21. Brookman-Byrne M. Drone use “Outside areas of active hostilities”: an examination of the legal paradigms governing US covert remote strikes. Neth Int Law Rev. 2017;64(1):3–41. [doi:.].
  22. World Health Organization. Feasibility study for deploying Drones in Bhutan for delivering medical supplies.[cited 23 December 2017].Available from:
  23. Bhutan Civil Aviation Authority. Ministry of Information and Communications. Advisory Circular 26 April 2016 BCAA 003/6/3/854.
  24. Van Woensel L, Archer G. Ten technologies which could change our lives: Potential impacts and policy implications. Brussels: European Parliamentary Research Service; 2015: pp 13–5.
  25. Disanto J. Researcher illustrates impact of drone usage in areas of conflict.; 2016 [cited 3 January 2017]. Available from:
  26. Regulation of Drones. The Law Library of Congress; 2016 [cited 8 January 2017]. Available from:
  27. Rosser JB, Jr, Parker BC, Vignesh V. Medical applications of drones for disaster relief: a review of the literature. Surg Technol Int. 2018;33:17–22.
  28. Rosser JC, Jr, Vignesh V, Terwilliger BA, Parker BC. Surgical and medical applications of drones: a comprehensive review. JSLS. 2018;22(3):e2018.00018.
  29. Bhatt K, Pourmand A, Sikka N. Targeted applications of unmanned aerial vehicles (drones) in telemedicine. Telemed J E Health. 2018;24(11):833–8.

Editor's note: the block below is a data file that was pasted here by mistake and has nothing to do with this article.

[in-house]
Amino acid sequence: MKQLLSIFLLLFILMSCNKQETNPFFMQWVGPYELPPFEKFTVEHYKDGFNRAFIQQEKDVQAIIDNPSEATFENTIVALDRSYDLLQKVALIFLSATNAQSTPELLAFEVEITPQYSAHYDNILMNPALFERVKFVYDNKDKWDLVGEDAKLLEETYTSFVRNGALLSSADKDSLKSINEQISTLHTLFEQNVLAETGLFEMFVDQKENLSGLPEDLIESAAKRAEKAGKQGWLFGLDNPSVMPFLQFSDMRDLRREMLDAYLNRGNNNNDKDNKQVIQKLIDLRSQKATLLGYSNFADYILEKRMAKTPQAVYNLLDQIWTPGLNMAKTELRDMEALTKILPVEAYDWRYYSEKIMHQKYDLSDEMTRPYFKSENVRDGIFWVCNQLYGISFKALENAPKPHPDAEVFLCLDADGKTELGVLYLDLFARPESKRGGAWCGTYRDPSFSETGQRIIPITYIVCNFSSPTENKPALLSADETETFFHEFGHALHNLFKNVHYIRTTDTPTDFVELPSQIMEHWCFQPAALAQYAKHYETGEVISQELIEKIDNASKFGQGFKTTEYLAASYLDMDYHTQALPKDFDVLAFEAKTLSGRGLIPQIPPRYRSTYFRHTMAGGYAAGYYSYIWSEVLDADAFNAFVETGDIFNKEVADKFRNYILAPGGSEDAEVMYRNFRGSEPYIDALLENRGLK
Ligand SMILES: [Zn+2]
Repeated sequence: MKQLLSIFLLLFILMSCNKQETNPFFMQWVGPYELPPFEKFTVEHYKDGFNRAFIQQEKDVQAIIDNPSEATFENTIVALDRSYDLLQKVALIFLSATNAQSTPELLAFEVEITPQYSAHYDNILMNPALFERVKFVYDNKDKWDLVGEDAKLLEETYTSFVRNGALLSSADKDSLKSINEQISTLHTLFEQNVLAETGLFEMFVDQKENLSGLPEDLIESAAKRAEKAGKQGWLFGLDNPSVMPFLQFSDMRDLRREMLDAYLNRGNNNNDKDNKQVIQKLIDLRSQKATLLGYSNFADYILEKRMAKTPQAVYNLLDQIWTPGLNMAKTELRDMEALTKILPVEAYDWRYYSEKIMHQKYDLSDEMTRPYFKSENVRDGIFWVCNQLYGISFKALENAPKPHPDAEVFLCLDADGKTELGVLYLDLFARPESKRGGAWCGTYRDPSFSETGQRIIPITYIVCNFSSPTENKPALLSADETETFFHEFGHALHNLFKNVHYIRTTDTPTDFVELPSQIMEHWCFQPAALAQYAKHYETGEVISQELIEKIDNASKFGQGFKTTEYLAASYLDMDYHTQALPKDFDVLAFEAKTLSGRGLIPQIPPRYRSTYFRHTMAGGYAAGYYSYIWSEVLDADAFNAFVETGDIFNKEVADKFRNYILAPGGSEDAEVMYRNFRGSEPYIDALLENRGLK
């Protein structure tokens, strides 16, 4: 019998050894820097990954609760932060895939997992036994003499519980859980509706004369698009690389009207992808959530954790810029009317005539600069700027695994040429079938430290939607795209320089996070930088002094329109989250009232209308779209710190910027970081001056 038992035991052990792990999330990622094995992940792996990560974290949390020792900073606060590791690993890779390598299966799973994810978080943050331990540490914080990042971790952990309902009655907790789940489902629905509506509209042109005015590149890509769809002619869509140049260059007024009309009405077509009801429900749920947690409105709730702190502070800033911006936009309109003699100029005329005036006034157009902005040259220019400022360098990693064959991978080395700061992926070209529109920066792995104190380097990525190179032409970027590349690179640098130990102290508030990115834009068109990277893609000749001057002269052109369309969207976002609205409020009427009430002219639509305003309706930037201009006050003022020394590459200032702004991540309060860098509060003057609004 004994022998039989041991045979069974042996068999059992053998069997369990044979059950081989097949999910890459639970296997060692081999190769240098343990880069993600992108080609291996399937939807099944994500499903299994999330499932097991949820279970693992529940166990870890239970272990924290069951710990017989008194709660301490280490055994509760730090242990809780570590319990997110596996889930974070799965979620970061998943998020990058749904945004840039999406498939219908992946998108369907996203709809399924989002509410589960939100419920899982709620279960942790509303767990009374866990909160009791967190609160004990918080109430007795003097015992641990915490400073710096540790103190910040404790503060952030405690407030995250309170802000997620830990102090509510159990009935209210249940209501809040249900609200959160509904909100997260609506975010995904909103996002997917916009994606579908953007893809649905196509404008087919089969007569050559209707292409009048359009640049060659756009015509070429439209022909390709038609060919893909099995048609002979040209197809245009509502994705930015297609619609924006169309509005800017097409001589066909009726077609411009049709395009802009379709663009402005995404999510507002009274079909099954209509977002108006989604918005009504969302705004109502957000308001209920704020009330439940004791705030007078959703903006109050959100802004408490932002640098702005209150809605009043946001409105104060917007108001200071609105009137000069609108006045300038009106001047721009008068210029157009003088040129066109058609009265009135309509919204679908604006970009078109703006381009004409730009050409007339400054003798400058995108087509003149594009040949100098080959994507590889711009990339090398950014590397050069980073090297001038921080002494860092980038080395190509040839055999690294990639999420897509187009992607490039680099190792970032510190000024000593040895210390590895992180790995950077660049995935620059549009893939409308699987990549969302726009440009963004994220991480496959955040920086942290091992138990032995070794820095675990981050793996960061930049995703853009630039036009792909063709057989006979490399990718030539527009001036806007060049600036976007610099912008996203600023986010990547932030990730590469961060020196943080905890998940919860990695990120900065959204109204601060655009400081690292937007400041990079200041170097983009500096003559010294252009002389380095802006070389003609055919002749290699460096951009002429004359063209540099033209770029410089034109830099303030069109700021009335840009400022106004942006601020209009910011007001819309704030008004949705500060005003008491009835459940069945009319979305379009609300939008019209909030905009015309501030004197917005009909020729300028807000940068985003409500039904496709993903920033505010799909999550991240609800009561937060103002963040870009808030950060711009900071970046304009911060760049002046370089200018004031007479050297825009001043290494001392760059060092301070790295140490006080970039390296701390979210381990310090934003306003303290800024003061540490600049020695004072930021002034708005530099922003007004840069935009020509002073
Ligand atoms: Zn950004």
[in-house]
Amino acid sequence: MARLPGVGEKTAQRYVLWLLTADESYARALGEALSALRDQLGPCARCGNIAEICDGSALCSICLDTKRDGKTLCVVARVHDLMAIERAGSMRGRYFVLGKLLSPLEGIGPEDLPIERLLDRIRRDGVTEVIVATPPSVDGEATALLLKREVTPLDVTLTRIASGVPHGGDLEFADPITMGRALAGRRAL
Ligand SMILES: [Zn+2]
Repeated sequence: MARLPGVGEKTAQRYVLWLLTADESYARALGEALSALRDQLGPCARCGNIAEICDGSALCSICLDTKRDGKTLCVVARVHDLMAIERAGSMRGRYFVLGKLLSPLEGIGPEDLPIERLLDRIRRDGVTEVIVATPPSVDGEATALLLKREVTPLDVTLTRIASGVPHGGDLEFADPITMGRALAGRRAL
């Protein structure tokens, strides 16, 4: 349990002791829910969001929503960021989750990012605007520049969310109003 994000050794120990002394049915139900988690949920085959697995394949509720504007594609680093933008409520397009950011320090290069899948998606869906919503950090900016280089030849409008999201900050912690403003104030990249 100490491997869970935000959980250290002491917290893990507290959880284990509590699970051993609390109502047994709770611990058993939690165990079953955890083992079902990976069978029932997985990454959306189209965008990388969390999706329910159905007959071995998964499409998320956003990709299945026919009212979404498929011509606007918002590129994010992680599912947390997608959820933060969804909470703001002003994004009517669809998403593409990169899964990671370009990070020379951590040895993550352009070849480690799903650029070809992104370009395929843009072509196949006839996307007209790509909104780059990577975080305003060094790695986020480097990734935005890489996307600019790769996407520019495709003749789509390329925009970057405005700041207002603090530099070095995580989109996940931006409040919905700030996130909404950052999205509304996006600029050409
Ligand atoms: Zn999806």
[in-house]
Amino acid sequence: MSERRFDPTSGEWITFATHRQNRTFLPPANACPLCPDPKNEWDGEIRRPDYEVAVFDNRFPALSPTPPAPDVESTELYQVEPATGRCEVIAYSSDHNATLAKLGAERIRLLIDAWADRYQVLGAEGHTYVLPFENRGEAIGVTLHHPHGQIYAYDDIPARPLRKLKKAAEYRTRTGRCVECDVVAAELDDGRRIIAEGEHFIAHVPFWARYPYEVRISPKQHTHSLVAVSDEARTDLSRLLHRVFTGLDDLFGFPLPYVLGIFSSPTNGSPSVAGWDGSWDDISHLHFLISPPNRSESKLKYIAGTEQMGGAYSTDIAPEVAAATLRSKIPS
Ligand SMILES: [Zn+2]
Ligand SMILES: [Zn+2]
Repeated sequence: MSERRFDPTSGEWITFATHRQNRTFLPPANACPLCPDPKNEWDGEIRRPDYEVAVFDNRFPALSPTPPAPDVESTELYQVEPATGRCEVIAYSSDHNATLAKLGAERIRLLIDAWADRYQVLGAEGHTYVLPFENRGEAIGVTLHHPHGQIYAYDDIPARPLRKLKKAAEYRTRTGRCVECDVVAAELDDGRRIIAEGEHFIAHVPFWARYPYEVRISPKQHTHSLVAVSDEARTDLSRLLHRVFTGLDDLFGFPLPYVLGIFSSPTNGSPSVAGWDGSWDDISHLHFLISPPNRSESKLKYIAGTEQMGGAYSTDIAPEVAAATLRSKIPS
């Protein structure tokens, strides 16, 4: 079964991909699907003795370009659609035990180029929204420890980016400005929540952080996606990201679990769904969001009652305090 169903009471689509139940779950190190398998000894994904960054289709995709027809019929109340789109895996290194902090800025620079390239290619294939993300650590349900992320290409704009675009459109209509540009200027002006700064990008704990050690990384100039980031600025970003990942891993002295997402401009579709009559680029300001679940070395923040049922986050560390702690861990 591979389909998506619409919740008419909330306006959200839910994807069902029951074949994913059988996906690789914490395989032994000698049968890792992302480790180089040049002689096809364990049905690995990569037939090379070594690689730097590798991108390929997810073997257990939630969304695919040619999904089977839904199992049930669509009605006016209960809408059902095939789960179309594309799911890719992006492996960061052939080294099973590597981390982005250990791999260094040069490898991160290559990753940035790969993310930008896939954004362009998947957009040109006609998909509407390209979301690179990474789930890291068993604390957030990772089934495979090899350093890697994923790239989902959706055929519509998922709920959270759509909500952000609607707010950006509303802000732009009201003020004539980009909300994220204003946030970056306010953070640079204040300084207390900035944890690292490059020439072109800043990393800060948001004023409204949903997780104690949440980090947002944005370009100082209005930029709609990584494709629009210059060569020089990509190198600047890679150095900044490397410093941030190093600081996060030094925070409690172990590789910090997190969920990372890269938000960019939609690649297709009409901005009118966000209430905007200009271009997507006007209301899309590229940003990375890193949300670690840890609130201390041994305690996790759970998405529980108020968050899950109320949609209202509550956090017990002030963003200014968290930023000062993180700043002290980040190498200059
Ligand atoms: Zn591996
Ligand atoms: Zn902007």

30. Zègre-Hemsey JK, Bogle B, Cunningham CJ, Snyder K, Rosamond W. Delivery of Automated External Defibrillators (AED) by Drones: Implications for Emergency Cardiac Care. Curr Cardiovasc Risk Rep. 2018;12(11):25.
  31. Claesson A, Bäckman A, Ringh M, Svensson L, Nordberg P, Djärv T, et al. Time to delivery of an automated external defibrillator using a drone for simulated out-of- hospital cardiac arrests vs emergency medical services. JAMA. 2017;317(22):2332–4.
  32. Sandvik K, Jacobsen K, McDonald S. Do no harm: A taxonomy of the challenges of humanitarian experimentation. International Review of the Red Cross. 2017;99(904):319–44. doi:.
  33. Robakowska M, Ślęzak D, Tyrańska-Fobke A, Nowak J, Robakowski P, Żuratyński P, et al. Operational and financial considerations of using drones for medical support of mass events in Poland. Disaster Med Public Health Prep. 2018;8:1–6.
  34. Migrant Offshore Aid Station. MOAS launch 2016 Mediterranean mission with two ships, two drones patrolling the ‘dead zone’. MOAS; 2016 [cited 29 December 2016]. Available from: